Editor’s note: The following is an excerpt from an article that appears in the May edition of Broadcast Engineering magazine by John Morrow, CEO of Morrow Technologies and Debbie Mucciolo, project manager, Morrow Technologies.
While COFDM is designed to work well in multi-path environments, interference can affect signal levels. COFDM signals are susceptible to the “Cliff Effect” and to over-saturation. Both result in the failure of the receive chain to produce a useable signal.
The “Cliff Effect” refers to the drop off in reception resulting from marginal signal levels. When analog signals degrade, the picture quality degrades with an increase of sparkles or snow. Digital signals lack the corresponding degradation of picture quality; when the signal drops below the threshold, the digital picture simply and abruptly disappears. Conversely, over-saturation occurs when the signal level exceeds the threshold.
The key to effectively managing COFDM signals lies in the use of a spectrum analyzer at the central receive site. This allows measurement of the signal’s power level and the carrier-to-noise ratio, ensuring optimal antenna alignment and reception power. When measuring carrier-to-noise, use of the averaging function will provide an accurate, quantifiable figure.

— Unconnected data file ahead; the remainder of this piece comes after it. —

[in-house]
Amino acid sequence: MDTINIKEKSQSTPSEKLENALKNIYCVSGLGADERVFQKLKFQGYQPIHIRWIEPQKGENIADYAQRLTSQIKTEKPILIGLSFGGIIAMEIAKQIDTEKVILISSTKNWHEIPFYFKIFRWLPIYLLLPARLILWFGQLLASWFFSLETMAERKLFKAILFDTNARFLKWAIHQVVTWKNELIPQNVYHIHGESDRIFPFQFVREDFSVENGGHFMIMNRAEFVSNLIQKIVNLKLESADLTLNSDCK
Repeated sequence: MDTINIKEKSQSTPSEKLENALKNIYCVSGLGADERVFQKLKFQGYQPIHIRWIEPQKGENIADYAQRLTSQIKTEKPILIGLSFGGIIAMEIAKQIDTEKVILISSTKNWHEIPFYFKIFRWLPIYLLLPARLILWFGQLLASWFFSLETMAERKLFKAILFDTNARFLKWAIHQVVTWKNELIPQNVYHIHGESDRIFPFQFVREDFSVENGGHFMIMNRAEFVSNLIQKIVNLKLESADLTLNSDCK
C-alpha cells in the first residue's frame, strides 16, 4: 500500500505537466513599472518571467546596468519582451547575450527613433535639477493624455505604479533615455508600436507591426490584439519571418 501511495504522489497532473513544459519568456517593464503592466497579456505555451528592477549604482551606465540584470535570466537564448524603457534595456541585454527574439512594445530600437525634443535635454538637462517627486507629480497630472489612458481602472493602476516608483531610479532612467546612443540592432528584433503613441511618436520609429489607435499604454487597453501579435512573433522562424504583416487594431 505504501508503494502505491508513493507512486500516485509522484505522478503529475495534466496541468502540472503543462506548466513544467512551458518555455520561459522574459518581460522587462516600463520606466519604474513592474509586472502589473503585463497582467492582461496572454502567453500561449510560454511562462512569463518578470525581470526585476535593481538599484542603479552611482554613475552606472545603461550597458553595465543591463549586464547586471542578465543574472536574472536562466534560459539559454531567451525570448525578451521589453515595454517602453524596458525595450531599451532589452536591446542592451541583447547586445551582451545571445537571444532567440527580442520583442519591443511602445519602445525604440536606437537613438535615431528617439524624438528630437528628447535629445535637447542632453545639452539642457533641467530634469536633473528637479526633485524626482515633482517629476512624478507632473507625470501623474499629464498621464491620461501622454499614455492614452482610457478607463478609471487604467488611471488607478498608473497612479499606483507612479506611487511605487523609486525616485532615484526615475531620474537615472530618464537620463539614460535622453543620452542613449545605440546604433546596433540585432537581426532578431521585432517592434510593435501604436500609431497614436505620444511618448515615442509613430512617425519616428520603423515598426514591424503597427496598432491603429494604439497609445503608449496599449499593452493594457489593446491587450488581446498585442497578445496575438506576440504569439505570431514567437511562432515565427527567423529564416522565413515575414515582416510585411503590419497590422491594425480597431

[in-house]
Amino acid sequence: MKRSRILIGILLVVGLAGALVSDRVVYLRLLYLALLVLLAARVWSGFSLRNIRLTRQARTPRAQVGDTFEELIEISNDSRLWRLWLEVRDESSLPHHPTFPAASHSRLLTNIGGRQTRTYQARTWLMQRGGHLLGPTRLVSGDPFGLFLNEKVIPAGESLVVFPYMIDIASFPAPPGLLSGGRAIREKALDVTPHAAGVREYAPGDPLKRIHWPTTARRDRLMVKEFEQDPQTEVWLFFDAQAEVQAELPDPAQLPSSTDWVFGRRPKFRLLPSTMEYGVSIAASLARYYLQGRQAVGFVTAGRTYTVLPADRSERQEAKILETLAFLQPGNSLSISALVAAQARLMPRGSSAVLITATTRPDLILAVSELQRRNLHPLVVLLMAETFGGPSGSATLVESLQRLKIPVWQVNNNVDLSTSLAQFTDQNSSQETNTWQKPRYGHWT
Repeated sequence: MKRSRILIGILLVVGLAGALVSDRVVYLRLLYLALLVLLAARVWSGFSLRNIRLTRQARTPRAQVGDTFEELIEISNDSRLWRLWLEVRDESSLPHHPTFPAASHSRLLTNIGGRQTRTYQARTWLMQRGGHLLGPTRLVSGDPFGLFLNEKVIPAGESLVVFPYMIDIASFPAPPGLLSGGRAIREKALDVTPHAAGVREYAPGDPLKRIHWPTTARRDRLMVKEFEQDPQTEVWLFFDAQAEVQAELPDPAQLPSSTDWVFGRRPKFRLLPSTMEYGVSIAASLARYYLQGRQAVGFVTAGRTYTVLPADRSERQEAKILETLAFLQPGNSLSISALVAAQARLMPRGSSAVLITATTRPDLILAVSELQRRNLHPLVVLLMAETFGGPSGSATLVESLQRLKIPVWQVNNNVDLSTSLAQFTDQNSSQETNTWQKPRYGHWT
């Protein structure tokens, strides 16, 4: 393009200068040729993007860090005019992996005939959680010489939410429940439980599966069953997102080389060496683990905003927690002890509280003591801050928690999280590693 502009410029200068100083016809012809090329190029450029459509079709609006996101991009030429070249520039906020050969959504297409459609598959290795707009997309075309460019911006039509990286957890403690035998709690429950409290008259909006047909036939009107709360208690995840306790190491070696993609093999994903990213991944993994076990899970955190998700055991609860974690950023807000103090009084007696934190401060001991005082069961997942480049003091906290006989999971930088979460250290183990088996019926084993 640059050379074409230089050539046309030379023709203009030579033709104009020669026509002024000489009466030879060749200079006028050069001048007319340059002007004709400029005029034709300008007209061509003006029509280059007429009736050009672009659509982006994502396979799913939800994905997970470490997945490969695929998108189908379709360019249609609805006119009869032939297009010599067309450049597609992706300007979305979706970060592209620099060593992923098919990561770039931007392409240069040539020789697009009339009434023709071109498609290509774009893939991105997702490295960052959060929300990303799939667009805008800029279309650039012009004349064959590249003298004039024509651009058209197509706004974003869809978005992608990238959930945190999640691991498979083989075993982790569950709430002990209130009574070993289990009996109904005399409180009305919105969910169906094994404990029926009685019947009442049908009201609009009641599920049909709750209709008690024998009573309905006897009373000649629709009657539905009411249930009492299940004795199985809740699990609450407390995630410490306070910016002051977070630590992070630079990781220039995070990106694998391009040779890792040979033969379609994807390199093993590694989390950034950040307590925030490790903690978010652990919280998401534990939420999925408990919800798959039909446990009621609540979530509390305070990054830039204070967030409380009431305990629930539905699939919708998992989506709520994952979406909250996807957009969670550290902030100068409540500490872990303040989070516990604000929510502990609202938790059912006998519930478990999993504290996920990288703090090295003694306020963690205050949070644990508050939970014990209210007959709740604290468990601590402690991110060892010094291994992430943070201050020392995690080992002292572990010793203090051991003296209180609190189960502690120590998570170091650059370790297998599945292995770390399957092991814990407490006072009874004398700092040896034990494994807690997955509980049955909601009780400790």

Monitoring a signal’s carrier-to-noise and power level provides a technician with conclusive information to assess antenna alignment.
The spectrum analyzer can also be used to identify interference. Prior to establishing a link, the analyzer will show the presence of any signals that may cause interference. If the interference occurs after the link has been established, the technician should see changes in the signal, which vary depending on the source of interference. Proactive monitoring gives a technician the opportunity to take corrective action before the interference causes the signal to drop.
To read the article in its entirety, read the May edition of Broadcast Engineering.
For more information, visit www.morrowcorp.com.
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